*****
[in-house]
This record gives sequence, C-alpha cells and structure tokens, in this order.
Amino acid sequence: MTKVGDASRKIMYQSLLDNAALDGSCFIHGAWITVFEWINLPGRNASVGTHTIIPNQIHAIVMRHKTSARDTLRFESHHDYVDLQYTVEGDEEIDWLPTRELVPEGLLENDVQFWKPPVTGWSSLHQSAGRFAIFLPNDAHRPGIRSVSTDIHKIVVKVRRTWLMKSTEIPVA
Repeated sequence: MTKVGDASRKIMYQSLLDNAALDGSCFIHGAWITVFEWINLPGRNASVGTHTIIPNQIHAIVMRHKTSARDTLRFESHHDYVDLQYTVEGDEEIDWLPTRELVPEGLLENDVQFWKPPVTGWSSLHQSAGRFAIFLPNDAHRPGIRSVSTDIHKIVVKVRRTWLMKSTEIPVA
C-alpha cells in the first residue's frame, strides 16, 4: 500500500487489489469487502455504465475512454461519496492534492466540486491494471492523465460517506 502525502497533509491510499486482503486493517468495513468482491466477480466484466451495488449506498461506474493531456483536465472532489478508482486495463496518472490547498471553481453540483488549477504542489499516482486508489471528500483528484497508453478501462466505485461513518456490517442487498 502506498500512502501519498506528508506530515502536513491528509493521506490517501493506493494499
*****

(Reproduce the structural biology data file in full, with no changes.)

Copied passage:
[in-house]
This record gives sequence, C-alpha cells and structure tokens, in this order.
Amino acid sequence: MTKVGDASRKIMYQSLLDNAALDGSCFIHGAWITVFEWINLPGRNASVGTHTIIPNQIHAIVMRHKTSARDTLRFESHHDYVDLQYTVEGDEEIDWLPTRELVPEGLLENDVQFWKPPVTGWSSLHQSAGRFAIFLPNDAHRPGIRSVSTDIHKIVVKVRRTWLMKSTEIPVA
Repeated sequence: MTKVGDASRKIMYQSLLDNAALDGSCFIHGAWITVFEWINLPGRNASVGTHTIIPNQIHAIVMRHKTSARDTLRFESHHDYVDLQYTVEGDEEIDWLPTRELVPEGLLENDVQFWKPPVTGWSSLHQSAGRFAIFLPNDAHRPGIRSVSTDIHKIVVKVRRTWLMKSTEIPVA
C-alpha cells in the first residue's frame, strides 16, 4: 500500500487489489469487502455504465475512454461519496492534492466540486491494471492523465460517506 502525502497533509491510499486482503486493517468495513468482491466477480466484466451495488449506498461506474493531456483536465472532489478508482486495463496518472490547498471553481453540483488549477504542489499516482486508489471528500483528484497508453478501462466505485461513518456490517442487498 502506498500512502501519498506528508506530515502536513491528509493521506490517501493506493494499